Where is your favorite place for creating?
Um well most of my work is done digitally, and I work on a 27 inch Cintiq, so I can’t really be mobile when I work on a finish piece. However, when working in my sketchbook, I do enjoy (with a nice coffee) drawing in café shops. Other then that, I like to doodle, while watching a movie/show, it’s relaxing and therapeutic for me.
What is some advice you could give to artists starting their education or deciding whether to take part in professional art classes? As you have done several professional courses for illustration, did you find structured learning beneficial to your artistic practice?
I would say it depends on the person’s determination. There are many artists that are self taught and are very successful. But not everybody can do that. In my case, although very determined, structured learning was beneficial for me. But my maturity level also influenced my success as a student. When I first went to college and studied in illustration I was younger, early 20’s, and was not that serious about my education and it showed in my work. Having taken some time off made me realize what I really wanted to do. And that made of me an overall better student and me much more determined and focused when I went back to school. Therefore, I would advise, if you are uncertain about being an illustrator, if you can, wait! Take some time off. And really figure out what you want to study in first. Because once you do, you become that much more committed and focused on your education. Especially if the school your going to is going to be expensive make it worth the buck! For the most part, art schools are quite expensive!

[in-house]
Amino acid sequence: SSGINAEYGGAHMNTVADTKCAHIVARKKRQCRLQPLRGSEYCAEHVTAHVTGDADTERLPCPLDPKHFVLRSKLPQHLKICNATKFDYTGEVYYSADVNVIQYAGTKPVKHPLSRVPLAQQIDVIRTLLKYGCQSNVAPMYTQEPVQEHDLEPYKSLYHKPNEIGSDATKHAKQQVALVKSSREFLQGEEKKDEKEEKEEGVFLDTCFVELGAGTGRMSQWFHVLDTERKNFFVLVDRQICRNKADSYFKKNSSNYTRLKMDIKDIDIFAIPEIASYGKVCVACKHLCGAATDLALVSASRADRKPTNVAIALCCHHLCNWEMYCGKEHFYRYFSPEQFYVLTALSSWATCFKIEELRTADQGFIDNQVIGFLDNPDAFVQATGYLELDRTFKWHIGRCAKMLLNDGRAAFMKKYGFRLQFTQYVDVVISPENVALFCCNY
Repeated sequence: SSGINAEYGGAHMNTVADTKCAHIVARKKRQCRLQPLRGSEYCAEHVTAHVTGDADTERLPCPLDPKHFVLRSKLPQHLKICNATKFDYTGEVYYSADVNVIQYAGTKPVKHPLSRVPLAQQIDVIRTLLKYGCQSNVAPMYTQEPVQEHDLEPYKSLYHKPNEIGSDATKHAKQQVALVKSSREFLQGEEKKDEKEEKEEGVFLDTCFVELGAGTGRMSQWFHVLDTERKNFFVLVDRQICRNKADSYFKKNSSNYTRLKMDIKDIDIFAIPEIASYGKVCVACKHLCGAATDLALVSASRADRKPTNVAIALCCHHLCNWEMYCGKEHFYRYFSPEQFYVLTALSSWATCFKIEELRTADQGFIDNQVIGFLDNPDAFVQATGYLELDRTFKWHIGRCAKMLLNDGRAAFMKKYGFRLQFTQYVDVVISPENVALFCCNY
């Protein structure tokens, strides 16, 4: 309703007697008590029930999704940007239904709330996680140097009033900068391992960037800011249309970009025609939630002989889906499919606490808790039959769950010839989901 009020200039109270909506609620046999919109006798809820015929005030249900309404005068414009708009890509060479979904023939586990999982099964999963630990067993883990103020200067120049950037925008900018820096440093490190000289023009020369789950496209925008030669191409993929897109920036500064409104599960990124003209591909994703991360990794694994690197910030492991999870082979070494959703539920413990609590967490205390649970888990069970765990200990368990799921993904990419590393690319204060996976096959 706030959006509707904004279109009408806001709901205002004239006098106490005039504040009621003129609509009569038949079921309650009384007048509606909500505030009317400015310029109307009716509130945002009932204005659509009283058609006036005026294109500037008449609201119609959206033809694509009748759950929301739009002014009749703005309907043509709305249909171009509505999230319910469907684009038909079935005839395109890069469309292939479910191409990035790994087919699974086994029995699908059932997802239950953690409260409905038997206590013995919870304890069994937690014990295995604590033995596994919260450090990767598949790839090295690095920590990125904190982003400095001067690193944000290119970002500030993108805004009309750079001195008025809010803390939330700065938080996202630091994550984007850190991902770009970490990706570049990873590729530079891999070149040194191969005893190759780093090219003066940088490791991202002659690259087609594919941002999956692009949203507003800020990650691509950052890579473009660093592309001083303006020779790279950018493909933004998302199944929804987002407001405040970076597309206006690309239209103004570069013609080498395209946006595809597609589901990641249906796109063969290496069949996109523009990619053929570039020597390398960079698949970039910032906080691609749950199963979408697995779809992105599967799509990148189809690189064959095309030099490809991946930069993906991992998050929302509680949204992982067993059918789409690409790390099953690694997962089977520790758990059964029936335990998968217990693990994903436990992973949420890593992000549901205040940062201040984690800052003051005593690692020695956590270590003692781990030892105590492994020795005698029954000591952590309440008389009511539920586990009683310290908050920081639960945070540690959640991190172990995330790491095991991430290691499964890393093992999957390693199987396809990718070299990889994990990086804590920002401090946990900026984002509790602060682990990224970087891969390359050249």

If you had one key piece of advice that you would give an illustrator beginning their professional journey, what might it be?
Persistence. And draw everyday. I know it is a boring and simple answer but it is the truth. Especially drawing. Once your drawing skills get higher in caliber, everything else seems to fall in place to some degree.
What is some of the inspiration behind your work?
I would say Disney movies definitely from the 90’s, such as Pocahontas, The Lion King, Hocus Pocus, Fantasia, Land before Time, A Bugs Life. In literature, Winnie the Pooh, The Bernstein Bears, Little Critter series. Especially Bernstein Bears and Little Critter I remember never really reading the words just holding the books close to my face and looking at all the details the artist would put in the illustrations and being so mesmerized by it. I would find other little stories happening in the backgrounds of the illustration aside from the main event. I love that so much. And when I can, I try to incorporate that concept in my own work.
Do you carry around a sketchbook at all times for those moment when inspiration hits? Also do you prefer to sketch analogue or digitally?
I do carry a tiny sketchbook with me in my bag. That said, for the most part I typically set a place and time for sketching only. I definitely prefer to sketch traditionally then digitally. I work digitally primarily when it is to create and finish an illustration.
Out of your professional and personal works which is your favourite and why?
I like a few of my personal pieces. Two pieces I did recently actually, about autumn. A top view of a girl laying down in a bed of fall leafs and another top view of the same girl looking in a puddle of water. I like them because they are simpler then my typical work. It was a bit of a challenge because I had to holdback sometimes but none the less they were fun to create. Other reason why I enjoy them is the concept behind them and my use of negative space. And lastly, one piece I still enjoy is one I created last year around the holidays for a school related greeting card competition. The theme was holidays. I did a toy storefront view and theirs a mother and her boy and their dog looking through the window on a winter night. I really like this piece because of the narrative, and also I was able to really play with lighting and warm colors versus cool colors.